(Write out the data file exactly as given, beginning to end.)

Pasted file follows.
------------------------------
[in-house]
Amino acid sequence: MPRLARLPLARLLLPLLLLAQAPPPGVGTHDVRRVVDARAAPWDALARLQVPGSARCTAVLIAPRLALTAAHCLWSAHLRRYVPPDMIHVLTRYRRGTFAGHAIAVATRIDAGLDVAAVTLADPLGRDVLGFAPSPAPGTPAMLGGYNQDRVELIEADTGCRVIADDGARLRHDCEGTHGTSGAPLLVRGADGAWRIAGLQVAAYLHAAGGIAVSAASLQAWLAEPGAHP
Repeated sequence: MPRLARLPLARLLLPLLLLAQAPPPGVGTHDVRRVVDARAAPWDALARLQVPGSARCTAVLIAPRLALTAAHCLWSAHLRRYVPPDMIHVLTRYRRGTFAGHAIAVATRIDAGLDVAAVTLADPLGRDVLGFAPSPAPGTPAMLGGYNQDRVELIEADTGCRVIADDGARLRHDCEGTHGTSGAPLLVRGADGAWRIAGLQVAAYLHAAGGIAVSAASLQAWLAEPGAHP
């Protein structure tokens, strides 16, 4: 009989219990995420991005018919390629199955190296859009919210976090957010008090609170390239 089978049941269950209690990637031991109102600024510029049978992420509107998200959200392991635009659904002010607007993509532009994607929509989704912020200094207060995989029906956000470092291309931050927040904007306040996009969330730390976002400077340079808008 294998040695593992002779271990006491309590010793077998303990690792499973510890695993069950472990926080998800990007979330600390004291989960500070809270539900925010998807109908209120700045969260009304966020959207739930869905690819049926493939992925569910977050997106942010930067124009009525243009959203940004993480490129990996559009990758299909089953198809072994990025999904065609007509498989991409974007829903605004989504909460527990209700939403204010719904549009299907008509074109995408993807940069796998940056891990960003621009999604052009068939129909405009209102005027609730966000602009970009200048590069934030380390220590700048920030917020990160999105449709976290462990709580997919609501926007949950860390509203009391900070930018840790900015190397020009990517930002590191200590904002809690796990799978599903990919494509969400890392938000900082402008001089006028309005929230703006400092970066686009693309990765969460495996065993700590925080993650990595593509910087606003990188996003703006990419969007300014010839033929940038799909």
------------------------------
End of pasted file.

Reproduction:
[in-house]
Amino acid sequence: MPRLARLPLARLLLPLLLLAQAPPPGVGTHDVRRVVDARAAPWDALARLQVPGSARCTAVLIAPRLALTAAHCLWSAHLRRYVPPDMIHVLTRYRRGTFAGHAIAVATRIDAGLDVAAVTLADPLGRDVLGFAPSPAPGTPAMLGGYNQDRVELIEADTGCRVIADDGARLRHDCEGTHGTSGAPLLVRGADGAWRIAGLQVAAYLHAAGGIAVSAASLQAWLAEPGAHP
Repeated sequence: MPRLARLPLARLLLPLLLLAQAPPPGVGTHDVRRVVDARAAPWDALARLQVPGSARCTAVLIAPRLALTAAHCLWSAHLRRYVPPDMIHVLTRYRRGTFAGHAIAVATRIDAGLDVAAVTLADPLGRDVLGFAPSPAPGTPAMLGGYNQDRVELIEADTGCRVIADDGARLRHDCEGTHGTSGAPLLVRGADGAWRIAGLQVAAYLHAAGGIAVSAASLQAWLAEPGAHP
């Protein structure tokens, strides 16, 4: 009989219990995420991005018919390629199955190296859009919210976090957010008090609170390239 089978049941269950209690990637031991109102600024510029049978992420509107998200959200392991635009659904002010607007993509532009994607929509989704912020200094207060995989029906956000470092291309931050927040904007306040996009969330730390976002400077340079808008 294998040695593992002779271990006491309590010793077998303990690792499973510890695993069950472990926080998800990007979330600390004291989960500070809270539900925010998807109908209120700045969260009304966020959207739930869905690819049926493939992925569910977050997106942010930067124009009525243009959203940004993480490129990996559009990758299909089953198809072994990025999904065609007509498989991409974007829903605004989504909460527990209700939403204010719904549009299907008509074109995408993807940069796998940056891990960003621009999604052009068939129909405009209102005027609730966000602009970009200048590069934030380390220590700048920030917020990160999105449709976290462990709580997919609501926007949950860390509203009391900070930018840790900015190397020009990517930002590191200590904002809690796990799978599903990919494509969400890392938000900082402008001089006028309005929230703006400092970066686009693309990765969460495996065993700590925080993650990595593509910087606003990188996003703006990419969007300014010839033929940038799909």